In the wake of a tumultuous week for the pound, British manufacturer Unilever reveals its intention to increase the prices of its products by 10 per cent. This means that household favourites such as Pot Noodles, Marmite and Ben and Jerry’s ice cream could now cost each consumer as much as an extra 40p.
Other companies are expected to follow suit following a rise in the costs of imported goods. This is owing to sterling suffering its largest decline in 31 years and plummeting in value against the euro and the US dollar.
In some airports, the value of the euro even surpassed the British pound.
These significant developments have been directly linked with the result of the EU referendum in June, as many companies have already chosen to conduct business with other countries in favour of Britain.
In addition to the substantial financial loss, Britain’s exit from the European Union has caused concern for many workers who fear they may lose certain rights and holiday privileges that European law has afforded them. Elsewhere, students and expatriates may be unable to enjoy freedom of movement if Theresa May triggers Article 50 in the near future, and some voters have been left frustrated by the revocation of the Leave campaign’s pledge to inject 350 million into the National Health Service.
The referendum result has also seen divisions within the governing Conservative party, suggesting that decision-making will be a slow and arduous process as the country remains in a state of the unknown.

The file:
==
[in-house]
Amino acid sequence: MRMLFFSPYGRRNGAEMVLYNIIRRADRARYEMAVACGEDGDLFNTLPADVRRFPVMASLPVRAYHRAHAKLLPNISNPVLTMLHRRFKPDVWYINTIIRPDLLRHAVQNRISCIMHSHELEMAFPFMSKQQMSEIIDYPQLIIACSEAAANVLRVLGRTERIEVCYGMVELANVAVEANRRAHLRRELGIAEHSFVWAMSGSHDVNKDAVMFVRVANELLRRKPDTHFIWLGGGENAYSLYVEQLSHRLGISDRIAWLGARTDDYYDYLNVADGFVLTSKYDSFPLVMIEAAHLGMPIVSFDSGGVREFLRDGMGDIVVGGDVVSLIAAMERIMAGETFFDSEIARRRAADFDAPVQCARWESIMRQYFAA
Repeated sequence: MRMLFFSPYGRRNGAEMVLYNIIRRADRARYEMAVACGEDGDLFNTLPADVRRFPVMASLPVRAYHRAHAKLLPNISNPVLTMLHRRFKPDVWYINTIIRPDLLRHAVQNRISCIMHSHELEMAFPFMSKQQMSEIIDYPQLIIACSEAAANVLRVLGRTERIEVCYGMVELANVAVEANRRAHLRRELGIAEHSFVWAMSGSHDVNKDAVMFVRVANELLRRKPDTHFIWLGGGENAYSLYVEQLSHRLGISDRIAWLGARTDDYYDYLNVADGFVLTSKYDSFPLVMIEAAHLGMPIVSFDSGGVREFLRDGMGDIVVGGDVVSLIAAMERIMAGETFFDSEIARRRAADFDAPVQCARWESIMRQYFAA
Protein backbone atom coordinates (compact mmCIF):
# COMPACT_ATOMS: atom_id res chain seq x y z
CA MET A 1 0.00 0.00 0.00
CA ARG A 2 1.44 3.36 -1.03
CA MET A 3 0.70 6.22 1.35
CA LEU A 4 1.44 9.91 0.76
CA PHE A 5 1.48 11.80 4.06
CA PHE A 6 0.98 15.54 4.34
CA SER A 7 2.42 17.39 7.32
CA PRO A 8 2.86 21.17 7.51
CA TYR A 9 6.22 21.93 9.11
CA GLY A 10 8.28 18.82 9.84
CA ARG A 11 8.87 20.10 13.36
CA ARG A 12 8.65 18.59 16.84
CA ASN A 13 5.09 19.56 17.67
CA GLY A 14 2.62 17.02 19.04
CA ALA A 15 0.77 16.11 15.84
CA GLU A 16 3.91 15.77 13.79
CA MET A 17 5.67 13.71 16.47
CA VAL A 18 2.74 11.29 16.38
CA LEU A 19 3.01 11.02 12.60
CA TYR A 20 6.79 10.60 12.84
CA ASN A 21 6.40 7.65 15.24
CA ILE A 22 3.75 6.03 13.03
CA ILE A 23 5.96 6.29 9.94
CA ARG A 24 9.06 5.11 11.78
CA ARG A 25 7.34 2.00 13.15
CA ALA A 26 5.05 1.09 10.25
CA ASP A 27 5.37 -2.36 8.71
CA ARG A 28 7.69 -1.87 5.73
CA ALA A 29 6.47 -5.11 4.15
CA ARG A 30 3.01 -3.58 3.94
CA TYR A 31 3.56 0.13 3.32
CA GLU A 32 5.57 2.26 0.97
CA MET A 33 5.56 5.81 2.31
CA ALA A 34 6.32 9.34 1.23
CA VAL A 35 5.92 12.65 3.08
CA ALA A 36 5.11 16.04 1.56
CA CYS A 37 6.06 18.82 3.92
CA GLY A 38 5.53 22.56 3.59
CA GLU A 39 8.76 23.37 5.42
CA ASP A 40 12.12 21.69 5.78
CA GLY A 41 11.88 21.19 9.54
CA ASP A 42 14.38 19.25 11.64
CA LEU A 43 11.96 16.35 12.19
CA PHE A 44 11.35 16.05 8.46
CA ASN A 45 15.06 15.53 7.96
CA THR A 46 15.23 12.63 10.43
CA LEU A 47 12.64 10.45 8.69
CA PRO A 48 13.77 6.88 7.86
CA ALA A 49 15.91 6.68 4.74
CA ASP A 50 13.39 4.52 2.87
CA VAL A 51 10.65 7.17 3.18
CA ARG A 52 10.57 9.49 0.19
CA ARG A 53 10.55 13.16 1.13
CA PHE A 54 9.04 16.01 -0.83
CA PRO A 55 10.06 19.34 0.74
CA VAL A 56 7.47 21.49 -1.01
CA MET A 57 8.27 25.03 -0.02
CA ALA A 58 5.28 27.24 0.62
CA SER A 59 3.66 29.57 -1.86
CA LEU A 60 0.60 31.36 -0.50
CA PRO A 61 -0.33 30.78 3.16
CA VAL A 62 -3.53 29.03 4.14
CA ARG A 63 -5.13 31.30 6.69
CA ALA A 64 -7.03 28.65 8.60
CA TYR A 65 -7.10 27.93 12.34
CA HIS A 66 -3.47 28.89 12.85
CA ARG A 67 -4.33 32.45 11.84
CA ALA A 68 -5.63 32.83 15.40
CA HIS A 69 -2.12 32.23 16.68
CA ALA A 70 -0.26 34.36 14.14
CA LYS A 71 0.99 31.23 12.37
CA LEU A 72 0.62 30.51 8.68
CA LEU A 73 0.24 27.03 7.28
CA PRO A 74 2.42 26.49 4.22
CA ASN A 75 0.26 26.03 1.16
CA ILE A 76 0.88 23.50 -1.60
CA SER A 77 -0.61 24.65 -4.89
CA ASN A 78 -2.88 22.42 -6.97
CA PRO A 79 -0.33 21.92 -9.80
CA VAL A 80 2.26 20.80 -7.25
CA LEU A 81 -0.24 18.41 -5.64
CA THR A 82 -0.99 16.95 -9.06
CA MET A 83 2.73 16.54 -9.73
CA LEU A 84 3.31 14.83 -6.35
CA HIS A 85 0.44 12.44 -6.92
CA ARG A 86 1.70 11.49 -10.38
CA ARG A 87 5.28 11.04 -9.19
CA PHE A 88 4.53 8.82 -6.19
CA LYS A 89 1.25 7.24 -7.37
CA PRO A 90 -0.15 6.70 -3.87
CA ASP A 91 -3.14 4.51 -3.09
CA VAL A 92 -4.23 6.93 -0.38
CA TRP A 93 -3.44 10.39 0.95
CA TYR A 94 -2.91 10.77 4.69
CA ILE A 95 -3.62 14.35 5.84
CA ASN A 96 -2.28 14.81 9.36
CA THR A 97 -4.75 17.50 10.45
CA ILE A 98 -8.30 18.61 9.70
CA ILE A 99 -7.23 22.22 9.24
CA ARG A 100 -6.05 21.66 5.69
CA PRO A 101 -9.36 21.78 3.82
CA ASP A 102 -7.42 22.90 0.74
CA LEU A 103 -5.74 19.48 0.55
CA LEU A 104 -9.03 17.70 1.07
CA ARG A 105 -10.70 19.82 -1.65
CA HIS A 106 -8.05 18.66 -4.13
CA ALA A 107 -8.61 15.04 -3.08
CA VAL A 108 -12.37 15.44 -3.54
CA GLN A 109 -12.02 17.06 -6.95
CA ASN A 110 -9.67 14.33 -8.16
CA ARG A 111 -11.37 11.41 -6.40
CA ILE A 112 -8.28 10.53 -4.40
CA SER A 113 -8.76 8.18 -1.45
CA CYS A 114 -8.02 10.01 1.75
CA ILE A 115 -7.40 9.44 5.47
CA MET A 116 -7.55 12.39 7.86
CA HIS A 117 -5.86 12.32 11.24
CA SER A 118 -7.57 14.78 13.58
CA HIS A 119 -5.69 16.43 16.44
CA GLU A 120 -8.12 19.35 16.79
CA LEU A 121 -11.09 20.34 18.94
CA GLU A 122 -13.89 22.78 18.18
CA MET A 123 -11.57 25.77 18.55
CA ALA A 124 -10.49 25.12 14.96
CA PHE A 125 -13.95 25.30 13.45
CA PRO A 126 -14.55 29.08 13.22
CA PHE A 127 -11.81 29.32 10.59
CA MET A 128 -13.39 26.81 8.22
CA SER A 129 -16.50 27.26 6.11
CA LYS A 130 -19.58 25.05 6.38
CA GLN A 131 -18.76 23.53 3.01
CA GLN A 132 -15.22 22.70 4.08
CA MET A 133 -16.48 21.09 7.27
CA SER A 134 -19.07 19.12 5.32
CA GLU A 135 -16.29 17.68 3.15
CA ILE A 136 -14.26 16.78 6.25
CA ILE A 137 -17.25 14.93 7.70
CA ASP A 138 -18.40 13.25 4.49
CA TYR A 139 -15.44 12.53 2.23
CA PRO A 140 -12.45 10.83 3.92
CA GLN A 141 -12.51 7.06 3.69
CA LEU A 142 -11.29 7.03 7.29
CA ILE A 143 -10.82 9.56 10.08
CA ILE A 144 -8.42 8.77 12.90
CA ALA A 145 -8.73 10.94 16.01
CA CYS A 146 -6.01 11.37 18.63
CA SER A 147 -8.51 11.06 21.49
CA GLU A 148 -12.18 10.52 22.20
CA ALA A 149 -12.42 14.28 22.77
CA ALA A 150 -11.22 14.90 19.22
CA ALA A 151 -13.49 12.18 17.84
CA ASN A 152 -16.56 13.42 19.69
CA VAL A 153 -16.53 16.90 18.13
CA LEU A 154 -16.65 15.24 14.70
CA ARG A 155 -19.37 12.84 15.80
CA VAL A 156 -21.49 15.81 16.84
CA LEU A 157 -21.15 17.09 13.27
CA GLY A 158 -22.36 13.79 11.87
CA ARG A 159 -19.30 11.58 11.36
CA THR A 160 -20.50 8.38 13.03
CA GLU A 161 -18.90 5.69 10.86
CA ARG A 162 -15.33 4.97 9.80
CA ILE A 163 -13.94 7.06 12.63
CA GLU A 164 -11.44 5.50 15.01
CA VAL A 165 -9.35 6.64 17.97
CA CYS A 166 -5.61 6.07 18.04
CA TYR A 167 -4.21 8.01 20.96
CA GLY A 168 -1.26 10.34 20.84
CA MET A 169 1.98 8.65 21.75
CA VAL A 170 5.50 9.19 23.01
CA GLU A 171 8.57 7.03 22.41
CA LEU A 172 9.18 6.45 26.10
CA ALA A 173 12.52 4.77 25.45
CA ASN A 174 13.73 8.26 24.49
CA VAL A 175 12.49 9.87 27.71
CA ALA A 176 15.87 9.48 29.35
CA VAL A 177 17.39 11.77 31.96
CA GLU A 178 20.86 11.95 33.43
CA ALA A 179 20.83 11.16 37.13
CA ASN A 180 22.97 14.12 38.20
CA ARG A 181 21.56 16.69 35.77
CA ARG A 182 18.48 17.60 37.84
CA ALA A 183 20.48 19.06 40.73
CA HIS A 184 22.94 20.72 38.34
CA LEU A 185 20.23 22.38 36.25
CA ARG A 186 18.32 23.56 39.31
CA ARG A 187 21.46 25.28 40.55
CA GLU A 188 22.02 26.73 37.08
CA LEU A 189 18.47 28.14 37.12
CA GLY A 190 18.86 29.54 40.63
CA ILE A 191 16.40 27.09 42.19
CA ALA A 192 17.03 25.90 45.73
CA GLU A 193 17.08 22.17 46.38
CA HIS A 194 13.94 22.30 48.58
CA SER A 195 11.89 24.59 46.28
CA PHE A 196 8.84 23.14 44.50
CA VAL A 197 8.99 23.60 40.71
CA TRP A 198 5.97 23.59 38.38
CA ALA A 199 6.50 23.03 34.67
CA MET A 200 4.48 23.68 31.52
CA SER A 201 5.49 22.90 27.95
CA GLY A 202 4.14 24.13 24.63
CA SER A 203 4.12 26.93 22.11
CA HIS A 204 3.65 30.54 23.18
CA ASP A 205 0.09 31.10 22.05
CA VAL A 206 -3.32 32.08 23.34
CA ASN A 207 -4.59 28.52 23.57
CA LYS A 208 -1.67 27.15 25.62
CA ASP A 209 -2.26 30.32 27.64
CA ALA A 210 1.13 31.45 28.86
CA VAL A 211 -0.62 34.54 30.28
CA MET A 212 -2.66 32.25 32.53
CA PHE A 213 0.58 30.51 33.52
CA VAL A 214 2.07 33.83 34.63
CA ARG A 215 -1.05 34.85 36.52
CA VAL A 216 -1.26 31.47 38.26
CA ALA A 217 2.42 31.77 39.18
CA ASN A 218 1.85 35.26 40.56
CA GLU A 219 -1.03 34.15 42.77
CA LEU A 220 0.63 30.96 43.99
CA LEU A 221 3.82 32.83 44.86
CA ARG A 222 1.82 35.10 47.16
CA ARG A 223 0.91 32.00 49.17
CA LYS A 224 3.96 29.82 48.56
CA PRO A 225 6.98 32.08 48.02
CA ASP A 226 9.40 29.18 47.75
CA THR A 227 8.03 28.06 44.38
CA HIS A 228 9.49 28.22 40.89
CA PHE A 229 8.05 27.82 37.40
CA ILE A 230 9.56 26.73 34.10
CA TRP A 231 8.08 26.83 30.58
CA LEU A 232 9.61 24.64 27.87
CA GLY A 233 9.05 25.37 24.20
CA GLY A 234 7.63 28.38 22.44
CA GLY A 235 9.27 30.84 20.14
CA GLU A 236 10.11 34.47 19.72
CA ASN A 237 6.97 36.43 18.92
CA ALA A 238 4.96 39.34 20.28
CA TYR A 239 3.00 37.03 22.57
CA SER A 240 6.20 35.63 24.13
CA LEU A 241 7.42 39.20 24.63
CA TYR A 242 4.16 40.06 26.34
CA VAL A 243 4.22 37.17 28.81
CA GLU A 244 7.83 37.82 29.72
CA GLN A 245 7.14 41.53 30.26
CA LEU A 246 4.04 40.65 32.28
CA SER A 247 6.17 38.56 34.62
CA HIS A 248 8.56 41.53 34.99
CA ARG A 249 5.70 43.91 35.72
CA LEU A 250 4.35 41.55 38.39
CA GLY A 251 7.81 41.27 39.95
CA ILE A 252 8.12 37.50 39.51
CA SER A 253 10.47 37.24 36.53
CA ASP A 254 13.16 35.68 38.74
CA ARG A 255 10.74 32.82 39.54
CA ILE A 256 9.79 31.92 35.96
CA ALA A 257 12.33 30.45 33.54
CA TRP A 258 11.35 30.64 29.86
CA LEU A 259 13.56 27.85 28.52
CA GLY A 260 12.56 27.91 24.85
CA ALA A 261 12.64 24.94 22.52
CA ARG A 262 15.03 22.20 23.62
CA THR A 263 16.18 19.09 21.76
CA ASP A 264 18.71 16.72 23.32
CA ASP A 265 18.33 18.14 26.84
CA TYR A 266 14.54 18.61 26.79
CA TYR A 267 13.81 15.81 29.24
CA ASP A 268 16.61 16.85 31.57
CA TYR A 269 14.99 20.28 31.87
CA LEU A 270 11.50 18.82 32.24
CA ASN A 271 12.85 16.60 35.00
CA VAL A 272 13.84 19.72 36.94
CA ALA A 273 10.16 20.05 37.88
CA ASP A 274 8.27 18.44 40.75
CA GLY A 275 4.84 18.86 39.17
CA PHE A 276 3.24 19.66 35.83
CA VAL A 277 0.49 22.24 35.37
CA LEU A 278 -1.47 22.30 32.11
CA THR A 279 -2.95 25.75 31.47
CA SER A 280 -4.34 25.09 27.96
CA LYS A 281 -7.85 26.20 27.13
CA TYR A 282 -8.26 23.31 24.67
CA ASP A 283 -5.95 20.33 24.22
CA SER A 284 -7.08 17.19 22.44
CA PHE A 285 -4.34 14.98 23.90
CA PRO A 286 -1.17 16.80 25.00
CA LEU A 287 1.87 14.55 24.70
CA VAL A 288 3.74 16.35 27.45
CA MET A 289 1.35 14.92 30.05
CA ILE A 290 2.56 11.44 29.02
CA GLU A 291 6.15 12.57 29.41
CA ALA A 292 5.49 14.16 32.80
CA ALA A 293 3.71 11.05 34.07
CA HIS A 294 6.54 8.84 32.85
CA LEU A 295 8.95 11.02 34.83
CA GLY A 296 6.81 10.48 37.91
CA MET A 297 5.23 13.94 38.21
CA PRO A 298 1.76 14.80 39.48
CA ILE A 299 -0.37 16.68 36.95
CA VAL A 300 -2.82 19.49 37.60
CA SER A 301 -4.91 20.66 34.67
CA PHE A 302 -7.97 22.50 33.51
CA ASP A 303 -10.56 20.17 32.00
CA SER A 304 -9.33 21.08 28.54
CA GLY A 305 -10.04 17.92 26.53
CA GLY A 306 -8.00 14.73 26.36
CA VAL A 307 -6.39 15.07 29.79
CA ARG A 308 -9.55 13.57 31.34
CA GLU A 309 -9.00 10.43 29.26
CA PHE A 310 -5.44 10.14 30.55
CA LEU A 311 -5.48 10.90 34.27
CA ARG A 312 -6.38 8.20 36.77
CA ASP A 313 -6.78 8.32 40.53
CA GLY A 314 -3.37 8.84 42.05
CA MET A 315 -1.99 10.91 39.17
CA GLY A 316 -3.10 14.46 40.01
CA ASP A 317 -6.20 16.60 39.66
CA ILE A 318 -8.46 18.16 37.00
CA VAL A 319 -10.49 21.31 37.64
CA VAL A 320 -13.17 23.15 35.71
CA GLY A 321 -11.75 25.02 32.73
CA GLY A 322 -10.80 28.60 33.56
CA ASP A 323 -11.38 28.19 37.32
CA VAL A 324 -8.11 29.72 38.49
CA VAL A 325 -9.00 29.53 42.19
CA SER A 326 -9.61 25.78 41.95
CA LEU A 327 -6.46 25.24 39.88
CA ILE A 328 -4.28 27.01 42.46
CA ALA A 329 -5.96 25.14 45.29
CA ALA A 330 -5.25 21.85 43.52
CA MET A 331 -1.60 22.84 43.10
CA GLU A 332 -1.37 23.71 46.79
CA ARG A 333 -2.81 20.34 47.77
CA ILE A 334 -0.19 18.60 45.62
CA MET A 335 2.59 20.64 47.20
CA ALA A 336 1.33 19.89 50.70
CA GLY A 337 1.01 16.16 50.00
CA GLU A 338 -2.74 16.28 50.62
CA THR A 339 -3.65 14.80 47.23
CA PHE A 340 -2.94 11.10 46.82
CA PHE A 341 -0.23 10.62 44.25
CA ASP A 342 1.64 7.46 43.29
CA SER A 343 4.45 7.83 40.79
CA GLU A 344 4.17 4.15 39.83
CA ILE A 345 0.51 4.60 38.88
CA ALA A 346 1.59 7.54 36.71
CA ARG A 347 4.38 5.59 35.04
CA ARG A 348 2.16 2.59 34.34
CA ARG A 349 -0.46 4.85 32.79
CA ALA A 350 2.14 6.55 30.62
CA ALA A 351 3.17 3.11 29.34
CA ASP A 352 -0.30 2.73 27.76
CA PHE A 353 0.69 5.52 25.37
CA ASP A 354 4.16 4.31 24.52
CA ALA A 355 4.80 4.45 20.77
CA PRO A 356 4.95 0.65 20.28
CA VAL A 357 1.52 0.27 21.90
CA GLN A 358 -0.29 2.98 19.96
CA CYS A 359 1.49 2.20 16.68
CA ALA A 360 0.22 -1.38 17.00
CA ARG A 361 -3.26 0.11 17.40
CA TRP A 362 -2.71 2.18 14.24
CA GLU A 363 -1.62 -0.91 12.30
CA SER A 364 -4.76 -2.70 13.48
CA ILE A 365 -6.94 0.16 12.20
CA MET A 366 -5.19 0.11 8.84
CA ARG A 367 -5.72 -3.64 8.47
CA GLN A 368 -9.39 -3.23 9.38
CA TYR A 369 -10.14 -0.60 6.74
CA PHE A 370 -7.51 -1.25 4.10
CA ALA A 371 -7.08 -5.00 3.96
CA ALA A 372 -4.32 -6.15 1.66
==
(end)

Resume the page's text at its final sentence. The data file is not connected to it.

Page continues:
SNP leader, Nicola Sturgeon, is calling for a second vote for independence in Scotland, after confirming on 24th June that this was ‘highly likely’ as a result of the UK’s vote to leave the EU. Scotland voted to stay in the European Union, a fact which Sturgeon believes provides, even more justification for Scottish independence.
“I am determined that Scotland will have the ability to reconsider the question of independence and to do so before the UK leaves the EU – if that is necessary to protect our country’s interests,” she comments.
Despite claims of reduced immigration, continued access to the single market and greater sovereignty, the vote to leave the EU has produced nothing more than financial loss and worry amongst the nation. The French president, Francois Hollande has declared that ‘there must be a price’ and has refused to engage in informal negotiations with the undemocratically elected Prime Minister Theresa May.
“Britain wants to leave, but does not want to pay anything. That is not possible.” Says Hollande.
Labour leader, Jeremy Corbyn, who was slammed for his limited involvement in the EU referendum, has criticised May’s ‘hard Brexit’ plans, saying that this will be a ‘huge hit’ to manufacturing in Britain and suggesting that the country will turn into a tax haven. The European Union’s ‘state aid’ rule demands that corporations repay the tax they have avoided for many years, meaning that companies such as Starbucks and Amazon would no longer be liable to pay back billions owed to Britain if we leave the EU.
As our official departure looms ever nearer, voters are left questioning exactly what we voted for. The financial turmoil and industrial crises were never a strap line of either campaign, yet we now find ourselves in a position so precarious that the euro is on its way to becoming worth more than the pound.
As more and more people are calling for a second referendum, it is no longer a matter of what Brexit will do, but what it has already done – and that is a lot of damage.